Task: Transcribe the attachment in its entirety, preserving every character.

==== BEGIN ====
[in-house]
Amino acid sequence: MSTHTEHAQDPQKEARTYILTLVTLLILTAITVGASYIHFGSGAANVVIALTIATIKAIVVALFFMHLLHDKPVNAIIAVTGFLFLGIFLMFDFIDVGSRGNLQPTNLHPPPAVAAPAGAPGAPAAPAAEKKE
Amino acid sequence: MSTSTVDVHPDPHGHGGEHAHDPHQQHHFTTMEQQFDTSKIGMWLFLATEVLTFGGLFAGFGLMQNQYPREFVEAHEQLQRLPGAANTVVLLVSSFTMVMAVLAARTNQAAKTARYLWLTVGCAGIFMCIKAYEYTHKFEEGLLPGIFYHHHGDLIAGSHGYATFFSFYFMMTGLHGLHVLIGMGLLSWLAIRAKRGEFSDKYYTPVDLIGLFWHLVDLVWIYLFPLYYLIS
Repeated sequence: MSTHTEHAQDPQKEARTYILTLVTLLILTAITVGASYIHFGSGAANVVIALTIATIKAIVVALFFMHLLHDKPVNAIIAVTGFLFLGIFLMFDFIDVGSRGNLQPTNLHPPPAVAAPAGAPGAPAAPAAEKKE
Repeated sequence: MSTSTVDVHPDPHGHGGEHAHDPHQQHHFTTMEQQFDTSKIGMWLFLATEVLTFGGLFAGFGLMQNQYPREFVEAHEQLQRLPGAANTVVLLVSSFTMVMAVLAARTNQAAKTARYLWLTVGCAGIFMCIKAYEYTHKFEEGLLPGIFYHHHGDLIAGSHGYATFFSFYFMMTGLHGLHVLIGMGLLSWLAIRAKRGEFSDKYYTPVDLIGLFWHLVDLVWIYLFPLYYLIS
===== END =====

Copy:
[in-house]
Amino acid sequence: MSTHTEHAQDPQKEARTYILTLVTLLILTAITVGASYIHFGSGAANVVIALTIATIKAIVVALFFMHLLHDKPVNAIIAVTGFLFLGIFLMFDFIDVGSRGNLQPTNLHPPPAVAAPAGAPGAPAAPAAEKKE
Amino acid sequence: MSTSTVDVHPDPHGHGGEHAHDPHQQHHFTTMEQQFDTSKIGMWLFLATEVLTFGGLFAGFGLMQNQYPREFVEAHEQLQRLPGAANTVVLLVSSFTMVMAVLAARTNQAAKTARYLWLTVGCAGIFMCIKAYEYTHKFEEGLLPGIFYHHHGDLIAGSHGYATFFSFYFMMTGLHGLHVLIGMGLLSWLAIRAKRGEFSDKYYTPVDLIGLFWHLVDLVWIYLFPLYYLIS
Repeated sequence: MSTHTEHAQDPQKEARTYILTLVTLLILTAITVGASYIHFGSGAANVVIALTIATIKAIVVALFFMHLLHDKPVNAIIAVTGFLFLGIFLMFDFIDVGSRGNLQPTNLHPPPAVAAPAGAPGAPAAPAAEKKE
Repeated sequence: MSTSTVDVHPDPHGHGGEHAHDPHQQHHFTTMEQQFDTSKIGMWLFLATEVLTFGGLFAGFGLMQNQYPREFVEAHEQLQRLPGAANTVVLLVSSFTMVMAVLAARTNQAAKTARYLWLTVGCAGIFMCIKAYEYTHKFEEGLLPGIFYHHHGDLIAGSHGYATFFSFYFMMTGLHGLHVLIGMGLLSWLAIRAKRGEFSDKYYTPVDLIGLFWHLVDLVWIYLFPLYYLIS